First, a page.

The following were taken in 2009 (except for the latest taken in May 2015). All within our home (except for our small coconut grove which is about 8km from our home). The sights and sounds you hear are the result of years of gardening effort by dad. Our house had become grand central for all sort birds and other creatures. Those living abroad and feeling nostalgic about the nature sounds of Madurai or India… put your headphones on maximum and listen and enjoy:
We take it for granted the rich variety of plants we can have in India. My dad made the best use of every inch of land in our compound. He had tropical trees every kind: coconut, mango, almond, banana, guava, papaya, jackfruit, amla, neem, ashoka, teak, rosewood, tamarind, curry leaf, drumstick, orange, kumquat, lemon, sapota, cotton tree, custard apple (சீத்தா பழம்), jambu (நாவல்), etc. And various flowering plants like jasmine (மல்லிகை), button jasmine (குண்டுமல்லி), night jasmine (பவழமல்லி), tree jasmine (பன்னீர் மரம்), firecracker flower (கனகாம்பரம்), hibiscus (செம்பருத்தி), east indian rosebay (நந்தியா வட்டை), frangipani (சம்பங்கி), four o’clocks (அந்தி மந்தாரை), butterfly pea (சங்கு பூ), roses, orchids, bougainvillea (காகிதப்பூ), etc. Various herbs like aloe, mint, omam, tulsi, henna, betel leaf, red chillis, eggplant, okra, various cacti, various creepers, etc. So much that our house with its thick foliage stands out distinct from other houses in satellite view from Google Maps.
Nature: Organic vs Synthetic
What do we have when back in the USA? A full time activity of the average American homeowner is maintaining the lawn (Europeans observe it as an obsession) – forced to be uniformly green and devoid of any other plant life through repeated chemical treatments. Twisting, warping, and sanitizing nature to conform to standards instead of appreciating nature as it is (see Spring Allergies). It is synthetic, because if you dare stop maintaining your lawn even for a week, it will die. In contrast, an Indian garden or a forest, even if left untended for decades will remain alive and vibrant, with all sort of live from animals to bearing fruits. There have been alternative attempts by home owners to spruce up their lawns with vegetation that is more in tune with nature, like wild flowers, and allowing their grass to grow tall (which automatically solves their weed problem by crowding it out) – but only to get a warning notice from their home owners association to conform.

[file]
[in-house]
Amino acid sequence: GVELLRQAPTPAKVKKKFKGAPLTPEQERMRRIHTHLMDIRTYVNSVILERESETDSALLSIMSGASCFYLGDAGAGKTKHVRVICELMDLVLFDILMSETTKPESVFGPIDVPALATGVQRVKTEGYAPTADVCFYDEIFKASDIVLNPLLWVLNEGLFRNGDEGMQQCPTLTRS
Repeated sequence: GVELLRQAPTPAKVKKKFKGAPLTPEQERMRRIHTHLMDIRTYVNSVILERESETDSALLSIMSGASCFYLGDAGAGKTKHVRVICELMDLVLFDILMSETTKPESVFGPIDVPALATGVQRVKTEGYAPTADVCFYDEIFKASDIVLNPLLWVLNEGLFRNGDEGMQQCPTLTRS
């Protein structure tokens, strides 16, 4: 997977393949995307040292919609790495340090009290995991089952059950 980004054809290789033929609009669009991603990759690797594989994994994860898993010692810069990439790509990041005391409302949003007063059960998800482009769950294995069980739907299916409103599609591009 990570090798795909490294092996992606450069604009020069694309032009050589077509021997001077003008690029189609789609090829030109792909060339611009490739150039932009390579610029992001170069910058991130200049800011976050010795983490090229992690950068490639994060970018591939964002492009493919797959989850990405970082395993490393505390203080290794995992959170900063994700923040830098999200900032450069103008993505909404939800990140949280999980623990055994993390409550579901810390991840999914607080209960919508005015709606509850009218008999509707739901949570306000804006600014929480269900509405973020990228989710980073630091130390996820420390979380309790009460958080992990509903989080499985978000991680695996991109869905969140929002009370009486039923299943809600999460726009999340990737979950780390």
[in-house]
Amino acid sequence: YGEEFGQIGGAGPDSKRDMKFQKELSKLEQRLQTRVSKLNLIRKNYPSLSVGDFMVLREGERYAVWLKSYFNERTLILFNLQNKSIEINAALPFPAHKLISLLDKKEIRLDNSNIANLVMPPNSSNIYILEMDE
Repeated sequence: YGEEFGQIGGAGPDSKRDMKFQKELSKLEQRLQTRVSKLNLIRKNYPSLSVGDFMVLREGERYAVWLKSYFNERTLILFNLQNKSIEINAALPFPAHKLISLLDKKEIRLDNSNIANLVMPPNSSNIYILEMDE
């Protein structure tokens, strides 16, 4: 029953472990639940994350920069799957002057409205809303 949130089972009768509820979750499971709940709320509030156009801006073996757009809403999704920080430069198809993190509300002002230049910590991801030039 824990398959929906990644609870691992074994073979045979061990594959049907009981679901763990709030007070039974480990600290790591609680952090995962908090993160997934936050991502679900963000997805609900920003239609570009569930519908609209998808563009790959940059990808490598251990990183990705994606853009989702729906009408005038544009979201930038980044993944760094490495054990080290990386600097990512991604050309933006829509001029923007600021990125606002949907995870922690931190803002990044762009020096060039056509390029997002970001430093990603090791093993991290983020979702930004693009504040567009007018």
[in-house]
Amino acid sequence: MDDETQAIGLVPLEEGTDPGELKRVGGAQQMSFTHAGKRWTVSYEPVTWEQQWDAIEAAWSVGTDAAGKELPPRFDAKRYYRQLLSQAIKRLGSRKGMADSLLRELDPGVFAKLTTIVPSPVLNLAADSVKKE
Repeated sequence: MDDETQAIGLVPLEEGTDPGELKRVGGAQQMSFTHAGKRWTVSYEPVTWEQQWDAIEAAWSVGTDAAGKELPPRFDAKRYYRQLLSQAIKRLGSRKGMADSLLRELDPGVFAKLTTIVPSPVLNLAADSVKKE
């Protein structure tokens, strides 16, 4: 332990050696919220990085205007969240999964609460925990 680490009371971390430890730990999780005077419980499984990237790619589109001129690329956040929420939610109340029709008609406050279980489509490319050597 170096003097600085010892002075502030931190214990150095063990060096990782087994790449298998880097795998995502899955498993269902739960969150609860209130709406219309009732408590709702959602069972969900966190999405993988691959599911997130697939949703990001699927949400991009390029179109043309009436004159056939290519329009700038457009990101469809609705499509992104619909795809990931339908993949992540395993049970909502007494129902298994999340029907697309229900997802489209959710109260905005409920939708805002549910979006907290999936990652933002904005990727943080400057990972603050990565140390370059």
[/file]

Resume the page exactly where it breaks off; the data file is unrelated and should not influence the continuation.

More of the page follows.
- While environmental conservation is something that dawned on the USA only in the late 1980’s, Hindus and other indigenous cultures around the world (such as Native Americans) have valued its importance centuries before.
- Hindu (and other indigenous cultures in other parts of the globe) venerated and preserved every river, mountain, landscape, tree, etc. All richly decorated with beautiful spiritual attributes and woven into much of their culture and classical spiritual poetry (especially Tamil native poetry).
- Classical Tamil Sangam period love poetry was classified (as codified in the Tolkāppiyam) according to the landscape (திணை) that inspired it: mountains (குறிஞ்சி), forests (முல்லை), agricultural land (மருதம்), seaside (நெய்தல), and desert (பாலை). See Sangam Poetry Landscape.
- The science of Yoga itself arose in close association with Samkhya cosmology (which developed a holistic understanding of man and nature), and hence also the literal meaning of yoga “union with”.
- It serves us to remember the “seven great Tamil kings” (Kadai Yeizhu Vallalgal): Paari, Ori, Kaari, Began, Adhiyaman, Nalli, Ai Kandiran. They have made a place for themselves in Tamil history exclusively for their regard for nature/environment.
- The Murugan sects of Tamil Nadu and their veneration (and hence preservation) of hill ranges (Murugan in his most oldest manifestation was deity of the hills, forests, green pastures, etc).
- It serves us to remember the heroic sacrifices of the Bishnoi sects of Rajasthan (such was their regard that 362 clung to trees – to have themselves face death rather than have the trees cut).
- It serves us to remember the environmental edicts of King Ashoka.
Today our spiritual connection with nature is fast buckling under the blind rush towards modernization and the accompanying mass consumer culture. See Trash/Pollution.